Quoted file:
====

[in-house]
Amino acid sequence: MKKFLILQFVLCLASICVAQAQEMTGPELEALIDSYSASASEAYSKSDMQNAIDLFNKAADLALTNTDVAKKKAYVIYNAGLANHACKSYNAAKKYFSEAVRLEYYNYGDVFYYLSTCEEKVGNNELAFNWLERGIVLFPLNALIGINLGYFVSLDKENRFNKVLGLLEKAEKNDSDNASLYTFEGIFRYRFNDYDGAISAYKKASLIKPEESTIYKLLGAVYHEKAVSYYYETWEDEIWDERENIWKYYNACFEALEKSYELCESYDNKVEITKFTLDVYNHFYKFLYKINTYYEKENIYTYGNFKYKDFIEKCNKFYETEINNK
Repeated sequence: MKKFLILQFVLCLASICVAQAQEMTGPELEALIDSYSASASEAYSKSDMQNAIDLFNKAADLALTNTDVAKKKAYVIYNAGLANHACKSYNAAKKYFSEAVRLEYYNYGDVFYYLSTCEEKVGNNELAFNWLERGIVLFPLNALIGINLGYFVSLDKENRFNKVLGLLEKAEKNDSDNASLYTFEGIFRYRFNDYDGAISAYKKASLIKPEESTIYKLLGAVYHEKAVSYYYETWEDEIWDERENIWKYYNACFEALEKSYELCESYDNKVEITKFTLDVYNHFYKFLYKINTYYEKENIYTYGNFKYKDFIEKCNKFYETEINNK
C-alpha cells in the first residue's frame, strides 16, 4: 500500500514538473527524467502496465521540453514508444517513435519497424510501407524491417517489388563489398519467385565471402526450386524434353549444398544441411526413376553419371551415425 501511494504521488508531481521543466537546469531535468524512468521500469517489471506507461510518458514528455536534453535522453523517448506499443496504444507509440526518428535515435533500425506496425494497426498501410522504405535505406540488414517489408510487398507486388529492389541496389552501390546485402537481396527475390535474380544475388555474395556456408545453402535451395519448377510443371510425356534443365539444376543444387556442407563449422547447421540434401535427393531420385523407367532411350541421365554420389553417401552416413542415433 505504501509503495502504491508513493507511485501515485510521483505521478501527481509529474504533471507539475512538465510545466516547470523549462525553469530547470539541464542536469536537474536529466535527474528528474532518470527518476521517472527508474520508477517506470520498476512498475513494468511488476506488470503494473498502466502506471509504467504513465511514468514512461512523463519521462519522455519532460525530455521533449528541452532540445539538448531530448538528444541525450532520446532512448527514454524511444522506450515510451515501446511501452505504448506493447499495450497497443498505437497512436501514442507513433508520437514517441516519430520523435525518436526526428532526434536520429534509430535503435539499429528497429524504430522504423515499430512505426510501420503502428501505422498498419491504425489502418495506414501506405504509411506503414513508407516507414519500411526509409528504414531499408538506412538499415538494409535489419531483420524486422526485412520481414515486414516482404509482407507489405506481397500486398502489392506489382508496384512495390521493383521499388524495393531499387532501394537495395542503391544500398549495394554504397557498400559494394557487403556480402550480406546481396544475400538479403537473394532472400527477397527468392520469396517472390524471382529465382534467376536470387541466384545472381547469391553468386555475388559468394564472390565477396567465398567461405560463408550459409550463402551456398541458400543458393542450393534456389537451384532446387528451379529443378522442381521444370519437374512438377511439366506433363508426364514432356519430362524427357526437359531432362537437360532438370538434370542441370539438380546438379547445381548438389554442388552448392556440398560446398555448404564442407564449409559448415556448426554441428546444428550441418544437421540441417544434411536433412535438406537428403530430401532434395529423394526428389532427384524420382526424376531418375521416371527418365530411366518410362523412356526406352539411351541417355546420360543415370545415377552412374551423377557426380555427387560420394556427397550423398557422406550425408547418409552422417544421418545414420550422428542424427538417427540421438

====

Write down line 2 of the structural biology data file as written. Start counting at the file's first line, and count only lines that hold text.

Amino acid sequence: MKKFLILQFVLCLASICVAQAQEMTGPELEALIDSYSASASEAYSKSDMQNAIDLFNKAADLALTNTDVAKKKAYVIYNAGLANHACKSYNAAKKYFSEAVRLEYYNYGDVFYYLSTCEEKVGNNELAFNWLERGIVLFPLNALIGINLGYFVSLDKENRFNKVLGLLEKAEKNDSDNASLYTFEGIFRYRFNDYDGAISAYKKASLIKPEESTIYKLLGAVYHEKAVSYYYETWEDEIWDERENIWKYYNACFEALEKSYELCESYDNKVEITKFTLDVYNHFYKFLYKINTYYEKENIYTYGNFKYKDFIEKCNKFYETEINNK